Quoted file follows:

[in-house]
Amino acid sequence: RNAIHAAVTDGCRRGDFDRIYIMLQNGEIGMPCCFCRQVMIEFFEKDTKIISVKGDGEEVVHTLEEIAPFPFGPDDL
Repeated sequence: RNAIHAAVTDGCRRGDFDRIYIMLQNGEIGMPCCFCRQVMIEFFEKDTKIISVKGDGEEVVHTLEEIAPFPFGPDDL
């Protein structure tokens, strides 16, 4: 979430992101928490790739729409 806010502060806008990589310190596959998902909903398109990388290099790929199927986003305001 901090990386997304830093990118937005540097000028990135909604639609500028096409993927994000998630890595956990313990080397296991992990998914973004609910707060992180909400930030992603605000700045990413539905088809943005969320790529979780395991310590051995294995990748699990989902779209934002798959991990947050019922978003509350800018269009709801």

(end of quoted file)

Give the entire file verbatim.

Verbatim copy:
[in-house]
Amino acid sequence: RNAIHAAVTDGCRRGDFDRIYIMLQNGEIGMPCCFCRQVMIEFFEKDTKIISVKGDGEEVVHTLEEIAPFPFGPDDL
Repeated sequence: RNAIHAAVTDGCRRGDFDRIYIMLQNGEIGMPCCFCRQVMIEFFEKDTKIISVKGDGEEVVHTLEEIAPFPFGPDDL
């Protein structure tokens, strides 16, 4: 979430992101928490790739729409 806010502060806008990589310190596959998902909903398109990388290099790929199927986003305001 901090990386997304830093990118937005540097000028990135909604639609500028096409993927994000998630890595956990313990080397296991992990998914973004609910707060992180909400930030992603605000700045990413539905088809943005969320790529979780395991310590051995294995990748699990989902779209934002798959991990947050019922978003509350800018269009709801």